Uncategorized April 5, 2023

Interest Rate Ups & Downs and How to Use an ARM Loan

Working in a real estate firm offers a lot of perspective. It also offers a lot of info I normally wouldn’t be looped into. Every week, we get an update by our financial friend, Drew. Today’s blog post is a two-part to discuss current interest rate trends and the advantages of ARM loans when used correctly. So if you’re like me and you find this topic interesting, have a read!

Wednesday Wire with Drew

Part 1 – A few weeks ago, interest rates soared back up into the high 6’s to almost 7% and now they are back down into the low 6.125% range.  In a 30-day time frame we have seen additional concerns over the banking sector along with a multitude of economic reports showing weaker trends which have driven rates back down.  The latest data comes from last Friday’s Jobs Report and this morning’s ISM Services (non-manufacturing jobs) data.  All of this lean in high favor of the March FED rate hike being the last of what has been a long cycle of hikes. We are of course awaiting next week’s CPI report which as always, is the strongest indicator for inflation, should it point in the same direction we will have reached the culmination of hikes hopefully.  Remember that we would then be in a long-term holding position as the inflation continues to dwindle downward.  We would be able to expect rates remaining in the low to mid-6 range for the duration of 2023.

Part 2 – ARM Loans (Adjustable Rate Mortgages), in order to understand the advantages of an ARM loan we need to understand what it is and how it works.  ARM loans are a mortgage with an interest rate that adjusts over time based on the market, essentially a variable rate.  It is important to keep in mind that ARM rates are generally lower than fixed rates.  The initial interest rate of an ARM is fixed for a period of time.  In a 3/1 ARM the rate is locked for 3 years and cannot change during that time frame.  The 1 in that scenario indicates how often the rate can (and will) change after the 3-year locked rate.  Meaning that it can only change once per year every year after which always falls on the anniversary date of your first payment.  The amount of adjustment will depend on the type of ARM you are in and can adjust both higher or lower, but are always designed with the ability to be able to increase more than they decrease.  The basis for the increase/decrease is dependent on the market vs your interest rate.  Simply put, if the market rate is higher than your rate than yours can go up, and vice versa.  The best analogy I can give is that an ARM loan is like going to Las Vegas, it is a gamble that can win if played correctly, but you never want to play to long because you will eventually wind up losing.  The term “The House always wins” comes to mind.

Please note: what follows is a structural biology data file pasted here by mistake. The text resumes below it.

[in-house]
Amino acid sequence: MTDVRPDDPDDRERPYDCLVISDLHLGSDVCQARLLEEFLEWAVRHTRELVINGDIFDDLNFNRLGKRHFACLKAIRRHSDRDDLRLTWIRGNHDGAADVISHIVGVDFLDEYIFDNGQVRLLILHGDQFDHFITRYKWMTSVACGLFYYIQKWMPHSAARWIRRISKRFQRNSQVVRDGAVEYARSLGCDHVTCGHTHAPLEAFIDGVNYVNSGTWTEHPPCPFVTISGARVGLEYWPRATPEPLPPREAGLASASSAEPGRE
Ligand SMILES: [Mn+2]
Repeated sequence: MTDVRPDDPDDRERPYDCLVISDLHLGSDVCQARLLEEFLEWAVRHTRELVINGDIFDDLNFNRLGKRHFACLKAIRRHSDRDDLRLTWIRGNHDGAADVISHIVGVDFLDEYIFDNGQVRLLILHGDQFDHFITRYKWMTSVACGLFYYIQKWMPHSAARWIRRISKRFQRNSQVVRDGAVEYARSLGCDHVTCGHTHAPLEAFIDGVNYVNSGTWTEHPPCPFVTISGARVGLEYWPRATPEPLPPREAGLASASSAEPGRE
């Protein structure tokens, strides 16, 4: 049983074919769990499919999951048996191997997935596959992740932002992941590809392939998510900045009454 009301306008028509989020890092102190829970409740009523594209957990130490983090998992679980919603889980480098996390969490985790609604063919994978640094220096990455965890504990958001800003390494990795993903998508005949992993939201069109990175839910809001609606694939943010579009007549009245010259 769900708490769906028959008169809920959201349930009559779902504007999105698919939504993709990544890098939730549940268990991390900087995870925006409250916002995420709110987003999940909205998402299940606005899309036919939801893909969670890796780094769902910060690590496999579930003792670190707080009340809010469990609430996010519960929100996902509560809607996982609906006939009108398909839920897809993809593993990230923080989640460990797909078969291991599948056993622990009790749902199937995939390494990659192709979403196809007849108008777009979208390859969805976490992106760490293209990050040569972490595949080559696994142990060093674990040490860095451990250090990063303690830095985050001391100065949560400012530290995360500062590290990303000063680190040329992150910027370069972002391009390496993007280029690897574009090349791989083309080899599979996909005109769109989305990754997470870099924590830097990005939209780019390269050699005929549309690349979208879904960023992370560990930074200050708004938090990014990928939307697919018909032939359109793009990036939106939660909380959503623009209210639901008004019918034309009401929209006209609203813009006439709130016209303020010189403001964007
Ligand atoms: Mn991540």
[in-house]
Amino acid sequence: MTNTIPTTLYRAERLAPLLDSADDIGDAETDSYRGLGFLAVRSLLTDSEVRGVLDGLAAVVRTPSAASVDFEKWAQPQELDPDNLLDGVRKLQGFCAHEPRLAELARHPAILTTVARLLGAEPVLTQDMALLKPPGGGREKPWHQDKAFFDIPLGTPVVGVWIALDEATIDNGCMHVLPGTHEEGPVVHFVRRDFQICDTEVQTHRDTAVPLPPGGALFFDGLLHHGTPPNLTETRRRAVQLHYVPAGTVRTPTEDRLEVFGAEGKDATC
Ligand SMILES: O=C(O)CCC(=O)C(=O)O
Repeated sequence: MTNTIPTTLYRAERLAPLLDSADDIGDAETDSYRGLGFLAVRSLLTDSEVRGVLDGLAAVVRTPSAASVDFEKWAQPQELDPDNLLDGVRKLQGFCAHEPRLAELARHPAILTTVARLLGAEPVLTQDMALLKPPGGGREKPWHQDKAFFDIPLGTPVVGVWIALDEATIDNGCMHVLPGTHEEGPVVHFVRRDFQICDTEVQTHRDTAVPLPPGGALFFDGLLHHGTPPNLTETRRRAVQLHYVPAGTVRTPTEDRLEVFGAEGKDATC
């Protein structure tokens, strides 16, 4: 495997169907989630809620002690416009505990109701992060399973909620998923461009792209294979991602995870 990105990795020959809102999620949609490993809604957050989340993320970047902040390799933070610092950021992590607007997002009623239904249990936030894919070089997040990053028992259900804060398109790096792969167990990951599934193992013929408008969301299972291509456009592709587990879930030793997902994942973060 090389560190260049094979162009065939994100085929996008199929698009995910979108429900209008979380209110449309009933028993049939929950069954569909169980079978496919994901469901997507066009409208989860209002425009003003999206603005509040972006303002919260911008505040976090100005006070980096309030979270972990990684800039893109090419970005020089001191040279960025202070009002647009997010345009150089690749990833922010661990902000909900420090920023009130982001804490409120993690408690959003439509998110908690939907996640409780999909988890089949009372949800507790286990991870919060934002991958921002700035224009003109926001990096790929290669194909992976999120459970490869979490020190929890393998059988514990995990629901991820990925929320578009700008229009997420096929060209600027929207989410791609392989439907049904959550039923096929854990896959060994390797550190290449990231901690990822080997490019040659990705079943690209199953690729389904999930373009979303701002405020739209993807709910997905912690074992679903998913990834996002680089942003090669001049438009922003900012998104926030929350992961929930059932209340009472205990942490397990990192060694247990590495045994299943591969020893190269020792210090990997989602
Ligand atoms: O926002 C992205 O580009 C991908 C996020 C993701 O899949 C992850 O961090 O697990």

This brings us to why would you ever use an ARM loan if ultimately your rate will go up?  In my opinion as a Mortgage Lender, there are only two reasons to consider an ARM loan and both have the distinct advantage of saving you money but also the very important parameter of not remaining in that ARM past a certain point.  Reason One – short term financing due to length of time you will be living in a house.  The use of an ARM for the purchase of a home when you will only be keeping that home for a period of a few years can reap the advantage of a lower interest rate, remaining locked, and then selling the home prior to any adjustment period.  This is a popular use of the ARM for example with Vendors who are relocated into an area for work for a 2-year period for instance.  They are then relocated to another area after 2 years and thus selling the home.  Reason Two and probably the most relevant reason given the current state of things would be to purchase a home in a higher rate environment (such as the one we are currently in) and then refinancing a home when interest rates come down.  Looking at today’s interest rates is a perfect example of this – the 30-year Fixed rate is at 6.25% vs a 3/1 ARM rate of 5.375%, on a $340,000 home that places the ARM loan at $200 a month less than the Fixed Rate Mortgage.  In a 2-year time period (2 years used for example because that is the length of time expected for interest rates to come back down) a person would save approximately $6,000 in interest over that 2 years.  This allows them to capitalize on a lower rate and save money prior to refinancing to a fixed low rate within a time period.  Remember the object goal is to always get out of the ARM either by selling the home or refinancing, ideally prior to the first adjustment.


*interest rates may vary dependent on credit score and other factors


Drew Waack NMLS# 1573539